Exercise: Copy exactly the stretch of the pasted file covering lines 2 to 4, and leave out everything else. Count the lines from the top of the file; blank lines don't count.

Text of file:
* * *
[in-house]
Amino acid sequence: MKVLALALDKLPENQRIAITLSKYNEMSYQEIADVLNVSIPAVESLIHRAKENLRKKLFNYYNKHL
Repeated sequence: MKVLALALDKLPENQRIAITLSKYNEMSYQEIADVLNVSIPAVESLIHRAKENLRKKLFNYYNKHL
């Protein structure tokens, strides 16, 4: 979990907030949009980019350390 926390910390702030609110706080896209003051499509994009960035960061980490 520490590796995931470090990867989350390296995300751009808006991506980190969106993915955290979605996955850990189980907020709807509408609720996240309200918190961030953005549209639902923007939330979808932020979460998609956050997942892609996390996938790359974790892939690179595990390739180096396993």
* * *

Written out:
Amino acid sequence: MKVLALALDKLPENQRIAITLSKYNEMSYQEIADVLNVSIPAVESLIHRAKENLRKKLFNYYNKHL
Repeated sequence: MKVLALALDKLPENQRIAITLSKYNEMSYQEIADVLNVSIPAVESLIHRAKENLRKKLFNYYNKHL
């Protein structure tokens, strides 16, 4: 979990907030949009980019350390 926390910390702030609110706080896209003051499509994009960035960061980490 520490590796995931470090990867989350390296995300751009808006991506980190969106993915955290979605996955850990189980907020709807509408609720996240309200918190961030953005549209639902923007939330979808932020979460998609956050997942892609996390996938790359974790892939690179595990390739180096396993």